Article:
Tofta Church, Gotland
Tofta Church, external view
|Denomination||Church of Sweden|
History and architecture
The earliest church on this location was probably built during the end of the 12th century; of this first church however nothing remains. The oldest part of the presently visible church is the tower. The nave and choir both date from the middle of the 14th century. The church walls display fragments of medieval frescos that were found during a restoration in 1958-1959. A few medieval stained glass windows are likewise preserved in the church.
Of the furnishings, the baptismal font is the oldest, dating from the 12th century and richly sculpted. It was probably made for the earliest church. The high altar has a retable from the 14th century, probably made in Lübeck. Two other wooden sculptures from the same century are also preserved in the church, one of the Virgin Mary and one of St. Olaf. An unusually well-preserved medieval bench also stands in the church. In the floor of the choir is a gravestone, made for a farmer and his son who were beaten to death in 1340. The pews and the pulpit date from the Baroque era.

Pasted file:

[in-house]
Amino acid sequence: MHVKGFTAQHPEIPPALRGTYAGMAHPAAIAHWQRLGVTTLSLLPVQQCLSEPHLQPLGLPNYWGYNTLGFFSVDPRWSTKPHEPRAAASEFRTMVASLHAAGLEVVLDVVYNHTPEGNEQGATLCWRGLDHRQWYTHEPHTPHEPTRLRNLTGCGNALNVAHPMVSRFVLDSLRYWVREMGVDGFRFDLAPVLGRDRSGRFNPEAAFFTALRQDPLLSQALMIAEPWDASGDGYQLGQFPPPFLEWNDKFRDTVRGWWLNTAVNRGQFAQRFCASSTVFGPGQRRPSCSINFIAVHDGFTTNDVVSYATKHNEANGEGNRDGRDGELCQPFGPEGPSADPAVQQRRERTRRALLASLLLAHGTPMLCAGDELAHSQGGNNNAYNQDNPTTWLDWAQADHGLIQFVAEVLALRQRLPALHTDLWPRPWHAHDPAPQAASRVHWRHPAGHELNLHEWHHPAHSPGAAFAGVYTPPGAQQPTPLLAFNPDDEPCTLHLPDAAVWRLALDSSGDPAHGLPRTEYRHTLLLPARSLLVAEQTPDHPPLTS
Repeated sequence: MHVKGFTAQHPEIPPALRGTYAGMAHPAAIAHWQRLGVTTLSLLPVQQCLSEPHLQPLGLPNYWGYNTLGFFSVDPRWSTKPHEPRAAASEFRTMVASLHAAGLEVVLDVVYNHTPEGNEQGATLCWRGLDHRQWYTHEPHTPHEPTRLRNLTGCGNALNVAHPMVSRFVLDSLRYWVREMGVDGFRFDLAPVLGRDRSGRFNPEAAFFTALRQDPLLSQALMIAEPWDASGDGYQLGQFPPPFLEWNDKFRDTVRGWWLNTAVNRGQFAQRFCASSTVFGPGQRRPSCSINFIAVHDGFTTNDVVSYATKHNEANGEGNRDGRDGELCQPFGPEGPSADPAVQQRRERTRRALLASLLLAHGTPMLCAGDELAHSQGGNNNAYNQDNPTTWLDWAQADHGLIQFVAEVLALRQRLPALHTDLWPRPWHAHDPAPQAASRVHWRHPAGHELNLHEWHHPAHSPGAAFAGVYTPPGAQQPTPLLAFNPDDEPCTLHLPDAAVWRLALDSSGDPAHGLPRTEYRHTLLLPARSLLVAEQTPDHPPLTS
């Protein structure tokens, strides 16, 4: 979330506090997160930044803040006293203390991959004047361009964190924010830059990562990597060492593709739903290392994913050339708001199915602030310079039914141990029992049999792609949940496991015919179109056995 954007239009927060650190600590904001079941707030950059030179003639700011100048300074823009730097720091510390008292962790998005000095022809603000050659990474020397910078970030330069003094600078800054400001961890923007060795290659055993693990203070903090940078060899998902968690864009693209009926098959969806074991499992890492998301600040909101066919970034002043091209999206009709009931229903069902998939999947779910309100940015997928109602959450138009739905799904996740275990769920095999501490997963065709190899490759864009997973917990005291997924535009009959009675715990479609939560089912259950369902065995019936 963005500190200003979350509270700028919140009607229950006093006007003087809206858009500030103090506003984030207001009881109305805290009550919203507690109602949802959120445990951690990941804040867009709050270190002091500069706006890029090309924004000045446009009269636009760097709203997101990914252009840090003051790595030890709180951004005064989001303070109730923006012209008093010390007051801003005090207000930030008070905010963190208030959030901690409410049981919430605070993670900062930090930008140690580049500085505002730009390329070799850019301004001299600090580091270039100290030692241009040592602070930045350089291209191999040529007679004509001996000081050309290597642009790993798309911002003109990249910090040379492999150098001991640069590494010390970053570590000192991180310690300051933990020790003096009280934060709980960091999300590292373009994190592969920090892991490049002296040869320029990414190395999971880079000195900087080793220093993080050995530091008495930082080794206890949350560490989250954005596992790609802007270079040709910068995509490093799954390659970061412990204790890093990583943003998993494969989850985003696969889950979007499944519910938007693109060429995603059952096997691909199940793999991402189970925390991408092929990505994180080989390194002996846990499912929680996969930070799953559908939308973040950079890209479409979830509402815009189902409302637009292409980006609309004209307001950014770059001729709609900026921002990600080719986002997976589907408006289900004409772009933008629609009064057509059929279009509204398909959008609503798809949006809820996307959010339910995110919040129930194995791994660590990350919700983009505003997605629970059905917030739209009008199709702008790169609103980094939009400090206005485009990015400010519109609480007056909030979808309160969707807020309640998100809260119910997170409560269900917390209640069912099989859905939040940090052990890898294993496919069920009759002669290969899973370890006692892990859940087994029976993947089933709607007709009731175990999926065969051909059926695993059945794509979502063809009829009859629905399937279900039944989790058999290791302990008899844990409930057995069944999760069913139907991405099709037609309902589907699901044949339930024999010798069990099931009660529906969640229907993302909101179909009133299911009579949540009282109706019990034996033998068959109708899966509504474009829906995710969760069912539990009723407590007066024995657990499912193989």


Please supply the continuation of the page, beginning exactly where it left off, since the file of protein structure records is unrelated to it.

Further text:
In 2004, an extremely well-preserved mail coif was discovered in a room in the tower during cleaning of the church. Reputedly it is one of the most well-preserved mail coif ever found in Europe, second only to a similar one displayed at the National Museum of Scotland. It may be connected to a civil war that was fought on the island in 1288. The mail coif is now displayed inside Tofta church.
- Svahnström, Gunnar (1973). Lagerlöf, Erland, ed. Gotlands kyrkor (in Swedish). Uddevalla: Rabén & Sjögren. pp. 253–255. ISBN 9129410355.
- Enderborg, Bernt. "Tofta kyrka, Gotland". guteinfo.com (in Swedish). Retrieved July 28, 2013.
- Hoas, Margareta (31 March 2004). "Unik ringbrynja hittad på Gotland". Sveriges Radio (Radio Sweden). Retrieved July 28, 2013.
- Granding, Lena (2008). Ringar från en ringräv. UV UPPSALA RAPPORT 2008:22 GEOARKEOLOGISK UNDERSÖKNING (PDF). Geoarkeologiskt Laboratorium and Swedish Heritage Board. Retrieved 28 July 2013.
- Media related to Tofta Church at Wikimedia Commons